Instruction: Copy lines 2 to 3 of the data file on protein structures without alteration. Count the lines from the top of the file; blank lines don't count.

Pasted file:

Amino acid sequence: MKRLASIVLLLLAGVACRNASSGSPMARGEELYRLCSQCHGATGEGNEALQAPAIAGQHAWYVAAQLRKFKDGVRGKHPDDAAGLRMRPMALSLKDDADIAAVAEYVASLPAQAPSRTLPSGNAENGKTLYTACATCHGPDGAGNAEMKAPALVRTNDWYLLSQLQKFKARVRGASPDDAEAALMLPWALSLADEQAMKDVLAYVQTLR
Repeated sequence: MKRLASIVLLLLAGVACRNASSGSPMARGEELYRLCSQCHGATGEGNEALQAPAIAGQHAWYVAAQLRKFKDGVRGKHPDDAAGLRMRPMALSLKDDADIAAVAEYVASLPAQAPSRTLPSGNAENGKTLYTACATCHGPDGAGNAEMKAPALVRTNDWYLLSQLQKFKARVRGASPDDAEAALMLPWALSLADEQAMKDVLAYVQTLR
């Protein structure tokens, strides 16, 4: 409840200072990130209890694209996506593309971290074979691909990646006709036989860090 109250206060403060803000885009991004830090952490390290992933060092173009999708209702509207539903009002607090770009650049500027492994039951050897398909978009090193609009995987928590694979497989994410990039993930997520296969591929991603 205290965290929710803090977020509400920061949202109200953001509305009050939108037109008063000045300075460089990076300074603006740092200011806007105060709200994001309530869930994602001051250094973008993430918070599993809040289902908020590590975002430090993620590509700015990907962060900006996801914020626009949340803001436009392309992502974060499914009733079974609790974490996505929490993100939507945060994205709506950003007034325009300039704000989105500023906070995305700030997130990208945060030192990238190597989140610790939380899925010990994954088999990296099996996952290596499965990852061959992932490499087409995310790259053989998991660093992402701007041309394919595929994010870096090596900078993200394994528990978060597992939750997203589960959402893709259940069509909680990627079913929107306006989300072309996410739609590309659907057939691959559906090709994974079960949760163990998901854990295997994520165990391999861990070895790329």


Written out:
Repeated sequence: MKRLASIVLLLLAGVACRNASSGSPMARGEELYRLCSQCHGATGEGNEALQAPAIAGQHAWYVAAQLRKFKDGVRGKHPDDAAGLRMRPMALSLKDDADIAAVAEYVASLPAQAPSRTLPSGNAENGKTLYTACATCHGPDGAGNAEMKAPALVRTNDWYLLSQLQKFKARVRGASPDDAEAALMLPWALSLADEQAMKDVLAYVQTLR
């Protein structure tokens, strides 16, 4: 409840200072990130209890694209996506593309971290074979691909990646006709036989860090 109250206060403060803000885009991004830090952490390290992933060092173009999708209702509207539903009002607090770009650049500027492994039951050897398909978009090193609009995987928590694979497989994410990039993930997520296969591929991603 205290965290929710803090977020509400920061949202109200953001509305009050939108037109008063000045300075460089990076300074603006740092200011806007105060709200994001309530869930994602001051250094973008993430918070599993809040289902908020590590975002430090993620590509700015990907962060900006996801914020626009949340803001436009392309992502974060499914009733079974609790974490996505929490993100939507945060994205709506950003007034325009300039704000989105500023906070995305700030997130990208945060030192990238190597989140610790939380899925010990994954088999990296099996996952290596499965990852061959992932490499087409995310790259053989998991660093992402701007041309394919595929994010870096090596900078993200394994528990978060597992939750997203589960959402893709259940069509909680990627079913929107306006989300072309996410739609590309659907057939691959559906090709994974079960949760163990998901854990295997994520165990391999861990070895790329």